LONDON, UK — A retired pilot has become a whistle-blower in the airline industry after he says the job he loved made him sick.
“I was ill-health retired at the peak of my career. I was only 44. I went from doing the Iron Man triathlon to unable to run a mile. So it absolutely knocked the life out of me,” said Tristan Loraine, a former commercial airline pilot.
Loraine believes long-term exposure to toxic fumes distributed through the aircraft cabin air systems of the planes he was flying led to his health problems.
“I used to get chemical blister burns on my nose, then I lost feeling in my fingers and part of my feet and I felt after some of these events like someone hit me across the head with a baseball bat,” Loraine said.
Loraine has been investigating what caused his health concerns since 2001 and recently completed a feature-length documentary film about his findings called “Everybody Flies.”
“We have a design flaw, we need to fix it.”
The documentary plays out like a Hollywood thriller, documenting decades of investigations and complaints by industry whistleblowers that have so far led to no regulatory action by the FAA.
“We’re not trying to sensationalize it, we’re trying to say we have a design flaw, we need to fix it,” Loraine said. “Every passenger aircraft flying today provides the air that you breathe, whether you’re in first-class or economy comes from the compression section of the engines.”
In his film, Loraine documents his findings.
“The breathing air gets sucked in through the engines and is totally unfiltered. This air, also known as bleed air gets contaminated with engine oils and hydraulic fluids. What’s worse, this is happening in varying degree on all flights,” he said.
Loraine says the oil particles are so tiny, they penetrate current air cabin filters.
And he says passengers don’t notice anything until contamination rises to a high level.
Hundreds of “Fume” incidents reported each year
The FAA database, which tracks problems on U.S. commercial flights, listed 244 “fume” incidents between February 1 of 2020 and February 1 of this year, when passenger volume was less than half its normal level.
In the reports, captains describe the fumes as “strong, foul, oily musty odor,” “a vomit-like smell” and “a dirty sock/musty/chemical smell.”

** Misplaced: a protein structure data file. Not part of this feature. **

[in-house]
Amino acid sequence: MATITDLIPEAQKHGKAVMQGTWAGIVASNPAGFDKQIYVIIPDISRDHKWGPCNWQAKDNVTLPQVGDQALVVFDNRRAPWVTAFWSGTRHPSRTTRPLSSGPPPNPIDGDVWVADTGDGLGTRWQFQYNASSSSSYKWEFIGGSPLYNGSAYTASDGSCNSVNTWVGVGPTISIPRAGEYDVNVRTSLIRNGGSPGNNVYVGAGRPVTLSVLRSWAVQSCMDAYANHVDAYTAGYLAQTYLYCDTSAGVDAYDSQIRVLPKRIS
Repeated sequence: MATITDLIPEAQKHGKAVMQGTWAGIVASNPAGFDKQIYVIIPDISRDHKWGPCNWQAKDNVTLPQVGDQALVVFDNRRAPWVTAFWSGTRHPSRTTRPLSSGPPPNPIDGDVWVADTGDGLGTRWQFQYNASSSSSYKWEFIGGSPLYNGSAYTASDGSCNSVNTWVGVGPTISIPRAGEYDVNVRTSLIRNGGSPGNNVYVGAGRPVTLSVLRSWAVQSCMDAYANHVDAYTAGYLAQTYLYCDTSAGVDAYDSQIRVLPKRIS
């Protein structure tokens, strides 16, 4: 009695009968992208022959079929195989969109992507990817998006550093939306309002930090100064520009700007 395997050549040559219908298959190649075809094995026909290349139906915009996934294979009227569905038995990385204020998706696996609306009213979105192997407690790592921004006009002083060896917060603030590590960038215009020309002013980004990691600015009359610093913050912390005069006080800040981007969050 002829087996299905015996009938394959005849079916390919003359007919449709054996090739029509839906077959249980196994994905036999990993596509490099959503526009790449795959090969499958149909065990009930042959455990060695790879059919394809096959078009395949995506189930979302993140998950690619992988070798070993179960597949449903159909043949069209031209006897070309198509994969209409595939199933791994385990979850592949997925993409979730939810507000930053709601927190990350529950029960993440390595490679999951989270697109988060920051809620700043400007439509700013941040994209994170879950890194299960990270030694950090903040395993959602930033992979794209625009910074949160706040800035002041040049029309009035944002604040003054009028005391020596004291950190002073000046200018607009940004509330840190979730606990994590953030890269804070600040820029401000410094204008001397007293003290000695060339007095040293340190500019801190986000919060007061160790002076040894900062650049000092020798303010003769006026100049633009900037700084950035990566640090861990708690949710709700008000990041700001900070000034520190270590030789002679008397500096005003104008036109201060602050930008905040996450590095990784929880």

“Will this exposure affect you? Who knows? Maybe not. Probably not, but what about the vulnerable passenger? Do we want to be taking a risk with a pregnant mother?” Loraine said.
Loraine is proposing improved filtration systems and sensors on commercial passenger aircraft, a proposal he says has the backing of several pilot and airline employee unions.
Airlines for America, a trade association that represents the airline industry doesn’t believe there’s a problem with cabin air quality.
A spokesperson sent this statement when we contacted them about Loraine’s claims:
Safety is the top priority of U.S. airlines, and we are committed to safeguarding the well-being of our passengers and crewmembers by providing a healthy environment on every flight. Modern aircraft have highly effective environmental control systems that filter air as it is circulated throughout the aircraft cabin. Multiple studies over the years have consistently concluded that cabin air meets or exceeds health and safety standards, and the Harvard T.H. Chan School of Public Health’s recent Aviation Public Health Initiative report [npli.sph.harvard.edu] concluded that the HEPA filters on commercial aircraft remove, at a minimum, 99.97% of the particulate matter from cabin air.
“Passengers are in the dark”
“The passengers are in the dark about this and we hope by making the film that the public will say to the airlines ‘Look, I’ll pay another quarter for my airline ticket fit the filtration systems please,’” Loraine said.
The documentary was scheduled for release last year but was delayed due to the pandemic.
Loraine has organized an online international aircraft cabin air conference which kicks off March 15.
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